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Renuka Sugars buys 51 pct stake in Equipav
MUMBAI (Reuters) India's biggest sugar refiner Shree Renuka Sugars Ltd said it had signed a definitive agreement for a 51 percent stake in Brazil's Equipav SA Acucar e Alcool for $329 million.
The Brazilian firm, which holds the sugar and alcohol assets of Equipav Group, owns two large sugar mills with integrated co-generation facilities, in southeastern Brazil, Shree Renuka Sugars said in a statement on Sunday.
The sugar mills have a combined annual cane-crushing capacity of 10.5 million tonnes and a co-generation capacity of 203 megawatts (MW), it said.
The Indian firm will expand the co-generation capacity to 295 MW and cane-crushing capacity to 12 million tonnes annually with additional capital expenditure.
"We don't have any plan to raise money to fund this acquisition," said K. K. Kumbhat, chief financial officer at Shree Renuka.
The company has already raised 5 billion rupees ($176.9 million) through a placement of shares to institutions and another 1.85 billion rupees would be added on conversion of warrants in the future and remaining amount of 8.3 billion rupees would be from internal accruals, he said.
At the end of December 2009, Equipav had a total debt of $822 million, which would be restructured through Brazilian banks within the next 40 days, Kumbhat said.
This is Shree Renuka Sugar's second major acquisition in more than three months in Brazil, the world's biggest sugar producer. The company acquired sugar and ethanol producer Vale Do Ivai S.A. Acucar E Alcool for $82 million in November 2009.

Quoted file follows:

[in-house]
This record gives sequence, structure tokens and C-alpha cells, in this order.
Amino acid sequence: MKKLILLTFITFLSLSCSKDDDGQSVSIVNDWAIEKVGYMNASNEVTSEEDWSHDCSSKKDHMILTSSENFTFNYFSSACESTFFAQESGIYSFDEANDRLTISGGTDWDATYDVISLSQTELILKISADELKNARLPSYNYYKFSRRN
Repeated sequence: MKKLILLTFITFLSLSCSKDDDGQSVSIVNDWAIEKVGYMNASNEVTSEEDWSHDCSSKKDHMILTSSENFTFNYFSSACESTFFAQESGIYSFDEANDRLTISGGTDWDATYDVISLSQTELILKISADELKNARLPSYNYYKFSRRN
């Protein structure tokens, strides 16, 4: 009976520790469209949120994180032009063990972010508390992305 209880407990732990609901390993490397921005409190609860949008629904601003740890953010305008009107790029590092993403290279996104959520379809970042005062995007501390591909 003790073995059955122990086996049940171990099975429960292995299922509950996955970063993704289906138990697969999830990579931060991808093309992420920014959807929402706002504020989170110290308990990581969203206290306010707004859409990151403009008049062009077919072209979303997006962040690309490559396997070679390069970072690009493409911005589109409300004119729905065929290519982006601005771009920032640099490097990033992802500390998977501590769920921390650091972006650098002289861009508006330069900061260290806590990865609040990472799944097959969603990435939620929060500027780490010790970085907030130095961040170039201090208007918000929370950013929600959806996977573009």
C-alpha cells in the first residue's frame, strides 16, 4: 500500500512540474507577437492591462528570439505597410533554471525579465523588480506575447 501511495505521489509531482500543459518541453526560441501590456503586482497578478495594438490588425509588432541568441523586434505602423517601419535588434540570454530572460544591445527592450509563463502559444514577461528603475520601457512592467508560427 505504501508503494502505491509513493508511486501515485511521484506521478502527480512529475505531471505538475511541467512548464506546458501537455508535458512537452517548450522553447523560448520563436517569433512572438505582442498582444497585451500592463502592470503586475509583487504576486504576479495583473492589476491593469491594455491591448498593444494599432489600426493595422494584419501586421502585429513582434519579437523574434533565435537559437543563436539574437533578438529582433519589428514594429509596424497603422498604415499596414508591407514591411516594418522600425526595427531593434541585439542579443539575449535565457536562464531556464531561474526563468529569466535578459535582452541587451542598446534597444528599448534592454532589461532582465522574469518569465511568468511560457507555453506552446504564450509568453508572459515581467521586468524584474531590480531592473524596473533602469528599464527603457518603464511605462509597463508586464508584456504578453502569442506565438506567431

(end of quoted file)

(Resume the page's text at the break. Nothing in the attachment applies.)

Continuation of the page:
"After the commencement of new refinery we need 1.75 million tonnes of raw sugar annually. After this and earlier acquisition we will secure nearly half of that quantity," said Gautam Watve, who heads the company's strategy and planning.
The acquisition will provide the company access to cheaper Brazilian raw sugar needed for its refineries based on the eastern and western coasts of India and will make it the biggest producer of sugar in India, it said.
Shree Renuka's shares have more than doubled in the past year due to higher domestic sugar prices, which helped the company to post a net profit of 2.6 billion rupees in the quarter ended in December, from just 0.11 billion rupees the previous ago.
Shares of the company ended 2.31 percent lower at 179.9 rupees in a weak Mumbai market on Friday.
The rally in global sugar prices has prompted sugar producers worldwide to acquire assets in Brazil, which many analysts believe are a good buy.
U.S. agribusiness giant Bunge Ltd. in December said it would buy Brazilian sugar and ethanol producer Moema for $452 million.
India, the world's biggest sugar consumer, has allowed duty-free imports of raws and whites as it is battling rising prices due to a deficit in domestic output.
In 2009/10, India is likely to produce 15.3 million tonnes, falling severely short of domestic consumption of about 23 million tonnes for a second straight year, a Reuters poll showed, driving global prices to multi year high.
(Reporting by Rajendra Jadhav; editing by Karen Foster)
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